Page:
Three weeks before Tennessee’s August 2012 primary election, state Rep. John DeBerry Jr.’s Memphis-area district was flooded with $52,000 worth of get-out-the-vote efforts supporting the then-nine-term incumbent. Six days later, another $52,000 in materials appeared.
By Election Day, the Tennessee affiliate of StudentsFirst, the education-focused organization behind the influx of support, had spent more than $109,000 backing DeBerry, a rare Democrat who supports voucher programs and charter schools. The state branch of the American Federation for Children, another education group, spent another $33,000.
DeBerry faced another Democrat, state Rep. Jeanne Richardson, whose district was eliminated through redistricting.
“I couldn’t counter it,” Richardson said of the funds StudentsFirst introduced late in the race. “I had to raise money by calling people. There wasn’t enough time left.”
StudentsFirst — created by former Washington, D.C. schools chief Michelle Rhee — is leading a new wave of “education reform” organizations, funded largely by wealthy donors, that are challenging teachers’ unions and supporting mostly conservative candidates up and down the ticket in dozens of states.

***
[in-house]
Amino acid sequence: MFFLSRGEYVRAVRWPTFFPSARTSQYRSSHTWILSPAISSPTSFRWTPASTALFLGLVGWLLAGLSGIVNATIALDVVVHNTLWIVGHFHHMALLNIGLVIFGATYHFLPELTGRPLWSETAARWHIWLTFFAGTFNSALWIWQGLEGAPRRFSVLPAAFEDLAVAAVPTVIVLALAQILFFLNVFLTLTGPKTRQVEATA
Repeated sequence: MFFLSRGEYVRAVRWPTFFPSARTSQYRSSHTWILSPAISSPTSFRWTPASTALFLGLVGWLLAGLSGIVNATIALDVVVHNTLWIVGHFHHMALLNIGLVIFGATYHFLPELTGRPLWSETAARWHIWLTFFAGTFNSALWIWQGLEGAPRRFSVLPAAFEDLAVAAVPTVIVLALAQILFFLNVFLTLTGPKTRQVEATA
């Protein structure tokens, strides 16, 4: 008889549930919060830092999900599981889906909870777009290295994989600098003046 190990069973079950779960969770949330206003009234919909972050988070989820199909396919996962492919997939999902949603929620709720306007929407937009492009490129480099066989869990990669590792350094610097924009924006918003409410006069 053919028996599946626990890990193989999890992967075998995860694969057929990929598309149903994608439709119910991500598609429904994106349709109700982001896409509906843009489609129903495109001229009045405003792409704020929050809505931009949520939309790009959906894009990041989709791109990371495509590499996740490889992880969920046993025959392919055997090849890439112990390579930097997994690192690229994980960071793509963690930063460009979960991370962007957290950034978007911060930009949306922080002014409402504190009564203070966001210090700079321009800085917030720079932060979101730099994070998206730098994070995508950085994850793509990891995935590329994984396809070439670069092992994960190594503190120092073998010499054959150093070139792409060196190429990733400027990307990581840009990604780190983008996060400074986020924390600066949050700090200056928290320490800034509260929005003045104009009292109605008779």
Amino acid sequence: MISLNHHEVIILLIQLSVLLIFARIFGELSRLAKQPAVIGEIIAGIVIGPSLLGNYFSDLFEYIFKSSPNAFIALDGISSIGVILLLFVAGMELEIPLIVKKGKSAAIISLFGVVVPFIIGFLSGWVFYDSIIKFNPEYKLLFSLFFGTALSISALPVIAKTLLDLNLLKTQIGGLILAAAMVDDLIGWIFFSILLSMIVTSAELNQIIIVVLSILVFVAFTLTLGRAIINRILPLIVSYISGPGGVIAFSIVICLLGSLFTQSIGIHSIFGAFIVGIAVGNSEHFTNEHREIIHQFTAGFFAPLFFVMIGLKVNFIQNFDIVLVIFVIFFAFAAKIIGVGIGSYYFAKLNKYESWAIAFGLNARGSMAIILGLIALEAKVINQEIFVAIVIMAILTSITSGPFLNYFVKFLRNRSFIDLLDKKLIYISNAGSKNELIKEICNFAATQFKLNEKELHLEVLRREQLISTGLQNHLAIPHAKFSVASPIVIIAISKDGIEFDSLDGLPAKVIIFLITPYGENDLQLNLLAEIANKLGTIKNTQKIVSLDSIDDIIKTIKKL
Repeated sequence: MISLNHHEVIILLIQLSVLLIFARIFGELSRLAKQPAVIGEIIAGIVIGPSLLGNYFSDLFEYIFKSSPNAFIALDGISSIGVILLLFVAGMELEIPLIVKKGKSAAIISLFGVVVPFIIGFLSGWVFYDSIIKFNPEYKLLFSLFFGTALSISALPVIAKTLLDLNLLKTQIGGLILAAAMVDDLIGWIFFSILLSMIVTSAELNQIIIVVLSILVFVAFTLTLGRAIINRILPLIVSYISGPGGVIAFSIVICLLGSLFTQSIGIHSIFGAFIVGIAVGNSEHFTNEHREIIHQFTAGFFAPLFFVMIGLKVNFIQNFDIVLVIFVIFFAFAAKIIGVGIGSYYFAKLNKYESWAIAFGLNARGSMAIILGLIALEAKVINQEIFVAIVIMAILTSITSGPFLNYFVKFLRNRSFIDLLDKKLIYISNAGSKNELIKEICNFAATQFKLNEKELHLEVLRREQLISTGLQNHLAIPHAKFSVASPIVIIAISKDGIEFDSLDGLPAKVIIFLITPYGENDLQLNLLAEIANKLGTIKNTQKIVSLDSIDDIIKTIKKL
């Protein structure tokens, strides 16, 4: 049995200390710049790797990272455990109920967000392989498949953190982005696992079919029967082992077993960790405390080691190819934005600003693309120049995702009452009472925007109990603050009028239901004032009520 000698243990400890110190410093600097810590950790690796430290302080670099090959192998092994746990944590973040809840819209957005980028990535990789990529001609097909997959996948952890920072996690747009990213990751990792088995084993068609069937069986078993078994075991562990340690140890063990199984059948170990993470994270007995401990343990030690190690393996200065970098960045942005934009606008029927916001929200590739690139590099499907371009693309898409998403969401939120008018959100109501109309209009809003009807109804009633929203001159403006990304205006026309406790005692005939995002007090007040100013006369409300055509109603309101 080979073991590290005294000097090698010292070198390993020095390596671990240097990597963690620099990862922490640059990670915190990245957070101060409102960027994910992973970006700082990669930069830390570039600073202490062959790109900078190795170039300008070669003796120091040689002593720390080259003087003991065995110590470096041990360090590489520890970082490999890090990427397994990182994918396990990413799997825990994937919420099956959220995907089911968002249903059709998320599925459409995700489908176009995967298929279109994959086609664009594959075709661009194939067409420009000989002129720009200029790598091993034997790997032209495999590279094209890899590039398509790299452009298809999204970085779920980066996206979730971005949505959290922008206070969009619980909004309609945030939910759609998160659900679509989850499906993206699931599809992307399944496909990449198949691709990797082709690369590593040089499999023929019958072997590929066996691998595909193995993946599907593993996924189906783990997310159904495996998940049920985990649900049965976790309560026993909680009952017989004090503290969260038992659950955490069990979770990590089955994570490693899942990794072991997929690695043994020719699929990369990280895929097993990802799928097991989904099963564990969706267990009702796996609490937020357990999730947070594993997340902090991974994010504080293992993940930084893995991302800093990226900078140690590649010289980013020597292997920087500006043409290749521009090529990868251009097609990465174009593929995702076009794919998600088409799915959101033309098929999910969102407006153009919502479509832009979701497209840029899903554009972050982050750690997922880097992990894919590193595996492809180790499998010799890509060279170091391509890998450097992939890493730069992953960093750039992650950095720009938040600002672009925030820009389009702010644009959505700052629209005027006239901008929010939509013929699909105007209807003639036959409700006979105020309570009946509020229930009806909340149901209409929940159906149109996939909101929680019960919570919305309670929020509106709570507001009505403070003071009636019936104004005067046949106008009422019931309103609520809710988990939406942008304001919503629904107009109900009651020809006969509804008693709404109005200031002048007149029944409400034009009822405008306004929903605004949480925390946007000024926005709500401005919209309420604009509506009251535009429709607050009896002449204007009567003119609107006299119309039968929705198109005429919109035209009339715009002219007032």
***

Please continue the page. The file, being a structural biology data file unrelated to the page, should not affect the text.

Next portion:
These groups promote charter schools, voucher programs and weakening of employment safeguards like teacher tenure, all ideas bitterly opposed by unions.
StudentsFirst flooded at least $3 million in outside spending into state elections in 2012, putting the group roughly on par with the Service Employees International Union, or SEIU, across 38 states examined by the Center for Public Integrity and the National Institute on Money in State Politics.
The Sacramento, Calif.-based group is far from the only education reform organization that has gained prominence in the aftermath of the 2010 Supreme Court decision that made it easier for corporations to fund political campaigns.
Among the biggest spenders: the American Federation for Children, 50CAN, Stand for Children and Democrats for Education Reform . The organizations flooded states across the country with independent advertising and canvassing efforts in the run-up to the 2012 primary and general election.
They have been funded by a slew of billionaire donors, like philanthropist Eli Broad, former New York Mayor Michael Bloomberg, hedge fund manager Dan Loeb and Netflix CEO Reed Hastings. However, the full list of funders opening their checkbooks for the education reformers remains a mystery since StudentsFirst and many of the other groups are so-called social welfare nonprofit organizations, which fall under section 501(c)4 of the U.S. tax code.
Such groups are not required to reveal their donors.